Cast: Rajnikanth, Radhika Apte, Prakash Raj, Vincent Chao
Director: Pa Ranjith
Rating: * *
Runtime: 153 mins
‘Kabali’ is yet another attempt to keep South superstar Rajnikanth’s fan base in fine fettle. And the film relies mostly on crude progressive iconography to achieve that end.
This one is set largely in Malaysia where racism and anti-Tamil sentiment play spoilers. Rajnikanth plays an ageing Don returning to his homeland, in search of his abandoned wife.
The film opens with Rajnikanth coming out of a Malaysian prison after a 25 year incarceration. He is soon informed by his henchmen that in his absence other gang lords have taken over control of the city. So Kabali sets out to clean up the opposition (Kishore and Vincent Chao) and go home for the melodramatic reunion. But in-between come a kidnapping, civil rights issues and messianic liberation of the oppressed.
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Of course Rajnikanth is being made to play to the gallery. The thread-like storyline and the heavy histrionics make it rather heavy duty. The narrative lacks style and the substance is whittled down to showcasing the Thalaiva as an all encompassing demi-god. Such veneration in cinema is clearly unbecoming.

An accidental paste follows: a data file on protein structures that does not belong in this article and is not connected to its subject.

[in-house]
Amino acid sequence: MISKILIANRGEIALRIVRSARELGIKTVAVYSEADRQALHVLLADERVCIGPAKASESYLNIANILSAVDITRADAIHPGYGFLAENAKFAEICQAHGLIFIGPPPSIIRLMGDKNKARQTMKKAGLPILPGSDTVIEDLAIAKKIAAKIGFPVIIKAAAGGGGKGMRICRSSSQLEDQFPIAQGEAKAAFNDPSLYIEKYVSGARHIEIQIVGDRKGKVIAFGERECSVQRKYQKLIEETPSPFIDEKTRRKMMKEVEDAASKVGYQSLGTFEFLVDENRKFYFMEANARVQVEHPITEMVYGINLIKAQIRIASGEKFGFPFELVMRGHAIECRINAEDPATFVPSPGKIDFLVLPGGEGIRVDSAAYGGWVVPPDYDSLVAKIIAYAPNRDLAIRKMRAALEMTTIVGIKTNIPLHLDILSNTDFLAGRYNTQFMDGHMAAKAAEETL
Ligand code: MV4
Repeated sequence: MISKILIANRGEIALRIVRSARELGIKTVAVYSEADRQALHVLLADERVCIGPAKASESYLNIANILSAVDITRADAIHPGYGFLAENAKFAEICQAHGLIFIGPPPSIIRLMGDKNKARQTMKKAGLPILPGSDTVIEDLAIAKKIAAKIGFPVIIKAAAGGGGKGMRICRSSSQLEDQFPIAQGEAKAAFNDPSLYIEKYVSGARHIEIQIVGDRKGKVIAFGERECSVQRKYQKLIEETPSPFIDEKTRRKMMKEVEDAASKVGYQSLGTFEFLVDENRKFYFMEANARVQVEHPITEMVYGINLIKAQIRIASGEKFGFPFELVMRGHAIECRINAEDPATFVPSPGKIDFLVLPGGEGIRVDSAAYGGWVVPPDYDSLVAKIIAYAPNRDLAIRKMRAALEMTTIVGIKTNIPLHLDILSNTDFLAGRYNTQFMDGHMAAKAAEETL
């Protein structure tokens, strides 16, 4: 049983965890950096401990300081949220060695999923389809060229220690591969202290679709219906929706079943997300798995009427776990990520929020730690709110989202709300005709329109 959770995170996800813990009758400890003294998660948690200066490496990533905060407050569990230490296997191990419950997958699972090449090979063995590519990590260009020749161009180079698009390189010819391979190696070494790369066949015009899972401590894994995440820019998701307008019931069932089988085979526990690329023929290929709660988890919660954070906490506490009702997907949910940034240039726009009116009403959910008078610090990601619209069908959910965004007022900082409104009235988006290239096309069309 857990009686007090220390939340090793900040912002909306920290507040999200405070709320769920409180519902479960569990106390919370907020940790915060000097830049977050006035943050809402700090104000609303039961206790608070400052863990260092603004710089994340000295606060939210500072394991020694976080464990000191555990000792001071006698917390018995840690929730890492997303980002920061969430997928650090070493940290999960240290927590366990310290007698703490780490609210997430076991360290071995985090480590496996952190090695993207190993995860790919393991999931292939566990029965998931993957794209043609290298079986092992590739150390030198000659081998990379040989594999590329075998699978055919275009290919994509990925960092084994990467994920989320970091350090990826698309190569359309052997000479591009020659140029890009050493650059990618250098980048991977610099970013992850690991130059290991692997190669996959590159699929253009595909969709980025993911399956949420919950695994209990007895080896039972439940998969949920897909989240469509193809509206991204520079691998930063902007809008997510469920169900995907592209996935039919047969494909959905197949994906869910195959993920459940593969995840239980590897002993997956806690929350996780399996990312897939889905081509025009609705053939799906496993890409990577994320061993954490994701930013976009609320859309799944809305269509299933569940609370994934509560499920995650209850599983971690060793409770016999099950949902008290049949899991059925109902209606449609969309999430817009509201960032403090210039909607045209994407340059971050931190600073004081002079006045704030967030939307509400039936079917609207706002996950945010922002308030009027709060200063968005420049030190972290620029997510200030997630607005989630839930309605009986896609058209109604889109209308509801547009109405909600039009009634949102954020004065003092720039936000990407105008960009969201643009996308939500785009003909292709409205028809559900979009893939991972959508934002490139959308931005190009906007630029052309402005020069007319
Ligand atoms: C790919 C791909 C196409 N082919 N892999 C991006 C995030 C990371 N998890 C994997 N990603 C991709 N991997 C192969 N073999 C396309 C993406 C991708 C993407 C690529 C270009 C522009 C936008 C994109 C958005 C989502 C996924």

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It’s clear from the beginning that the film intends to rehash the Thalaiva’s earlier career highs in a compilation that only a clueless director would think of as a worthy story. Rajnikanth hams through the entire run of play looking old and over burdened by overwhelming expectations. The film has nothing new to offer either. The technical specs are pretty rudimentary, the costume and choreography typically south-side and the histrionics are way too bombastic- save for Radhika Apte who does well even under severe exhibitionistic duress. This is another big dud from the Rajnikanth factory and I am pretty much sure (in spite of all that media hype) and the many marketing and exhibition firsts the producers have chalked up, this film is going to be a huge disappointment!